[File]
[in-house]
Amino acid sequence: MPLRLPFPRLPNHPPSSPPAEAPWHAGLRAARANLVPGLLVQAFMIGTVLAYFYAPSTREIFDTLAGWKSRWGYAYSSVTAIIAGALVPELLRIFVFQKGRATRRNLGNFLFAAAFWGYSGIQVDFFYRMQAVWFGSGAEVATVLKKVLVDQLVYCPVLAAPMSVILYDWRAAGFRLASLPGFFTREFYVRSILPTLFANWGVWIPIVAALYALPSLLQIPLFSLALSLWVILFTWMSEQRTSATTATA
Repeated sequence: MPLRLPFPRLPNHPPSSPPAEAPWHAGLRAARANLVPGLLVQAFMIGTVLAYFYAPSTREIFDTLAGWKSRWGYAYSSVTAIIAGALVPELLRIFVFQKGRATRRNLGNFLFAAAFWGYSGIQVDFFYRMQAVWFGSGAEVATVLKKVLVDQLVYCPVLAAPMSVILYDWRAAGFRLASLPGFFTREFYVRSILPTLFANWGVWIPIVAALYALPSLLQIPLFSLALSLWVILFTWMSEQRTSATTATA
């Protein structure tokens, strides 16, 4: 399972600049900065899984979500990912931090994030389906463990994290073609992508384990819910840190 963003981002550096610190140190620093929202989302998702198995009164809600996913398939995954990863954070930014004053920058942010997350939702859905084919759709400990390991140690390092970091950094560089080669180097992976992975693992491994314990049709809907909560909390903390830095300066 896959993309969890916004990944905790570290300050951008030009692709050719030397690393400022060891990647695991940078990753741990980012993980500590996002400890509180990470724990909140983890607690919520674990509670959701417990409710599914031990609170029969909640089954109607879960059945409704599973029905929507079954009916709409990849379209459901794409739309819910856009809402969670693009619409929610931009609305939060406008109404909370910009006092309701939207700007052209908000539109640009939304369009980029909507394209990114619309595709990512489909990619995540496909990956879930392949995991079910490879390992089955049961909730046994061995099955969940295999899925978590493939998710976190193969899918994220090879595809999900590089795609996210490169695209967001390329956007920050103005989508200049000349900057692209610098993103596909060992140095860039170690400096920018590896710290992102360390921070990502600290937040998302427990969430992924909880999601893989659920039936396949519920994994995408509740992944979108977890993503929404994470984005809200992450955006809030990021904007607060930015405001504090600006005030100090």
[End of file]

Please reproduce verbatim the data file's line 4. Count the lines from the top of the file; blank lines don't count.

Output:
């Protein structure tokens, strides 16, 4: 399972600049900065899984979500990912931090994030389906463990994290073609992508384990819910840190 963003981002550096610190140190620093929202989302998702198995009164809600996913398939995954990863954070930014004053920058942010997350939702859905084919759709400990390991140690390092970091950094560089080669180097992976992975693992491994314990049709809907909560909390903390830095300066 896959993309969890916004990944905790570290300050951008030009692709050719030397690393400022060891990647695991940078990753741990980012993980500590996002400890509180990470724990909140983890607690919520674990509670959701417990409710599914031990609170029969909640089954109607879960059945409704599973029905929507079954009916709409990849379209459901794409739309819910856009809402969670693009619409929610931009609305939060406008109404909370910009006092309701939207700007052209908000539109640009939304369009980029909507394209990114619309595709990512489909990619995540496909990956879930392949995991079910490879390992089955049961909730046994061995099955969940295999899925978590493939998710976190193969899918994220090879595809999900590089795609996210490169695209967001390329956007920050103005989508200049000349900057692209610098993103596909060992140095860039170690400096920018590896710290992102360390921070990502600290937040998302427990969430992924909880999601893989659920039936396949519920994994995408509740992944979108977890993503929404994470984005809200992450955006809030990021904007607060930015405001504090600006005030100090």